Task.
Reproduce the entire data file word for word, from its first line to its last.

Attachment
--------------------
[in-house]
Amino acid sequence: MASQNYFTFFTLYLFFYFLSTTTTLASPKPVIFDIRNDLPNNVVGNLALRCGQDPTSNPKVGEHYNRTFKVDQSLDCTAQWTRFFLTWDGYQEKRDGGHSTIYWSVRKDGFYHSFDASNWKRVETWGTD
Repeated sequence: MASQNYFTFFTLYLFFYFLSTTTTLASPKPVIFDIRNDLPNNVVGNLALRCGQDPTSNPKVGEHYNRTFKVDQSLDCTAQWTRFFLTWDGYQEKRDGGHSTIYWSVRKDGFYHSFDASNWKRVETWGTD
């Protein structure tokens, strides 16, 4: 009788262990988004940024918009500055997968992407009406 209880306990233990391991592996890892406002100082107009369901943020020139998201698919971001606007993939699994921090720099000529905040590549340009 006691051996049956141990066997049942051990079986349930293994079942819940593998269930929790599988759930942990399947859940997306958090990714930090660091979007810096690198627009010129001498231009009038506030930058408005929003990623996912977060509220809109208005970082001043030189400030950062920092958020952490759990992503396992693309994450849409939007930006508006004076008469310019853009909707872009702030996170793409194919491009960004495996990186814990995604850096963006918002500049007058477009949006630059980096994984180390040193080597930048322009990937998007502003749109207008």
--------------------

[in-house]
Amino acid sequence: MASQNYFTFFTLYLFFYFLSTTTTLASPKPVIFDIRNDLPNNVVGNLALRCGQDPTSNPKVGEHYNRTFKVDQSLDCTAQWTRFFLTWDGYQEKRDGGHSTIYWSVRKDGFYHSFDASNWKRVETWGTD
Repeated sequence: MASQNYFTFFTLYLFFYFLSTTTTLASPKPVIFDIRNDLPNNVVGNLALRCGQDPTSNPKVGEHYNRTFKVDQSLDCTAQWTRFFLTWDGYQEKRDGGHSTIYWSVRKDGFYHSFDASNWKRVETWGTD
């Protein structure tokens, strides 16, 4: 009788262990988004940024918009500055997968992407009406 209880306990233990391991592996890892406002100082107009369901943020020139998201698919971001606007993939699994921090720099000529905040590549340009 006691051996049956141990066997049942051990079986349930293994079942819940593998269930929790599988759930942990399947859940997306958090990714930090660091979007810096690198627009010129001498231009009038506030930058408005929003990623996912977060509220809109208005970082001043030189400030950062920092958020952490759990992503396992693309994450849409939007930006508006004076008469310019853009909707872009702030996170793409194919491009960004495996990186814990995604850096963006918002500049007058477009949006630059980096994984180390040193080597930048322009990937998007502003749109207008």